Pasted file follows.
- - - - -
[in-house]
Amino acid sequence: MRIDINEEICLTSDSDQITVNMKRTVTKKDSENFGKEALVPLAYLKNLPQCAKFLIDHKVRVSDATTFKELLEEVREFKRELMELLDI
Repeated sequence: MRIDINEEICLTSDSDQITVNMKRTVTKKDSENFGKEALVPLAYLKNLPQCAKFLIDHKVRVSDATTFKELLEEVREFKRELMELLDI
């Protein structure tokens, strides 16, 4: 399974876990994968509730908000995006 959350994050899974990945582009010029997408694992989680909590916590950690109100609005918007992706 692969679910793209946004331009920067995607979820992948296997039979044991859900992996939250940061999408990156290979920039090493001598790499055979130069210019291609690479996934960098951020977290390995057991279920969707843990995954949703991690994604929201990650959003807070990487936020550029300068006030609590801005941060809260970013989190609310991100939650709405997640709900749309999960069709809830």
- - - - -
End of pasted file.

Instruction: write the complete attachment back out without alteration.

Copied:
[in-house]
Amino acid sequence: MRIDINEEICLTSDSDQITVNMKRTVTKKDSENFGKEALVPLAYLKNLPQCAKFLIDHKVRVSDATTFKELLEEVREFKRELMELLDI
Repeated sequence: MRIDINEEICLTSDSDQITVNMKRTVTKKDSENFGKEALVPLAYLKNLPQCAKFLIDHKVRVSDATTFKELLEEVREFKRELMELLDI
């Protein structure tokens, strides 16, 4: 399974876990994968509730908000995006 959350994050899974990945582009010029997408694992989680909590916590950690109100609005918007992706 692969679910793209946004331009920067995607979820992948296997039979044991859900992996939250940061999408990156290979920039090493001598790499055979130069210019291609690479996934960098951020977290390995057991279920969707843990995954949703991690994604929201990650959003807070990487936020550029300068006030609590801005941060809260970013989190609310991100939650709405997640709900749309999960069709809830």